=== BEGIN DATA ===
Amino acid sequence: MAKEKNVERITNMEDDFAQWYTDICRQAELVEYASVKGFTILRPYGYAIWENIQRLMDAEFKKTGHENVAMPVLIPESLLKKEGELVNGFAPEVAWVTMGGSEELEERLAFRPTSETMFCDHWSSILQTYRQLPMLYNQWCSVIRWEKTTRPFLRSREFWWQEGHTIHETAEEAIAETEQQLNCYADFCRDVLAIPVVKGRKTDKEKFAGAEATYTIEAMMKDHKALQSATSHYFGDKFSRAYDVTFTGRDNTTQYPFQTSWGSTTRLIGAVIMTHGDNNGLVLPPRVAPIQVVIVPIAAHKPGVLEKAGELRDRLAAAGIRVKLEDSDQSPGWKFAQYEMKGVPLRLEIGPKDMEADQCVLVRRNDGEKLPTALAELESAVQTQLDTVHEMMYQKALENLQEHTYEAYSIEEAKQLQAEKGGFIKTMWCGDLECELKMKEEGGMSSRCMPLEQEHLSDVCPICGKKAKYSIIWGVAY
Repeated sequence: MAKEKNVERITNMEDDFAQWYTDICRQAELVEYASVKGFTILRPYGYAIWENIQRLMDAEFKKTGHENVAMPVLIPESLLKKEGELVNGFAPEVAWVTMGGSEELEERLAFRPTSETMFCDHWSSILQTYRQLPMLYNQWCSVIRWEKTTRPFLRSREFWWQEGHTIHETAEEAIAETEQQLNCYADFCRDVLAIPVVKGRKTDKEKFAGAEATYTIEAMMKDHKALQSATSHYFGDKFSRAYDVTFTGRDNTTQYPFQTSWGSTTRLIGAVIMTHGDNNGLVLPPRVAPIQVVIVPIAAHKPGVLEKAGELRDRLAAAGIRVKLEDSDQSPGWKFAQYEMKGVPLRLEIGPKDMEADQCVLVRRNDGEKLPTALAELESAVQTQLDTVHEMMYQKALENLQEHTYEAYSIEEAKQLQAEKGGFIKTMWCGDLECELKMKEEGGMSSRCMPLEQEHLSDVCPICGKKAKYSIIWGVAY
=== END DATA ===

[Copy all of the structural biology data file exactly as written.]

Amino acid sequence: MAKEKNVERITNMEDDFAQWYTDICRQAELVEYASVKGFTILRPYGYAIWENIQRLMDAEFKKTGHENVAMPVLIPESLLKKEGELVNGFAPEVAWVTMGGSEELEERLAFRPTSETMFCDHWSSILQTYRQLPMLYNQWCSVIRWEKTTRPFLRSREFWWQEGHTIHETAEEAIAETEQQLNCYADFCRDVLAIPVVKGRKTDKEKFAGAEATYTIEAMMKDHKALQSATSHYFGDKFSRAYDVTFTGRDNTTQYPFQTSWGSTTRLIGAVIMTHGDNNGLVLPPRVAPIQVVIVPIAAHKPGVLEKAGELRDRLAAAGIRVKLEDSDQSPGWKFAQYEMKGVPLRLEIGPKDMEADQCVLVRRNDGEKLPTALAELESAVQTQLDTVHEMMYQKALENLQEHTYEAYSIEEAKQLQAEKGGFIKTMWCGDLECELKMKEEGGMSSRCMPLEQEHLSDVCPICGKKAKYSIIWGVAY
Repeated sequence: MAKEKNVERITNMEDDFAQWYTDICRQAELVEYASVKGFTILRPYGYAIWENIQRLMDAEFKKTGHENVAMPVLIPESLLKKEGELVNGFAPEVAWVTMGGSEELEERLAFRPTSETMFCDHWSSILQTYRQLPMLYNQWCSVIRWEKTTRPFLRSREFWWQEGHTIHETAEEAIAETEQQLNCYADFCRDVLAIPVVKGRKTDKEKFAGAEATYTIEAMMKDHKALQSATSHYFGDKFSRAYDVTFTGRDNTTQYPFQTSWGSTTRLIGAVIMTHGDNNGLVLPPRVAPIQVVIVPIAAHKPGVLEKAGELRDRLAAAGIRVKLEDSDQSPGWKFAQYEMKGVPLRLEIGPKDMEADQCVLVRRNDGEKLPTALAELESAVQTQLDTVHEMMYQKALENLQEHTYEAYSIEEAKQLQAEKGGFIKTMWCGDLECELKMKEEGGMSSRCMPLEQEHLSDVCPICGKKAKYSIIWGVAY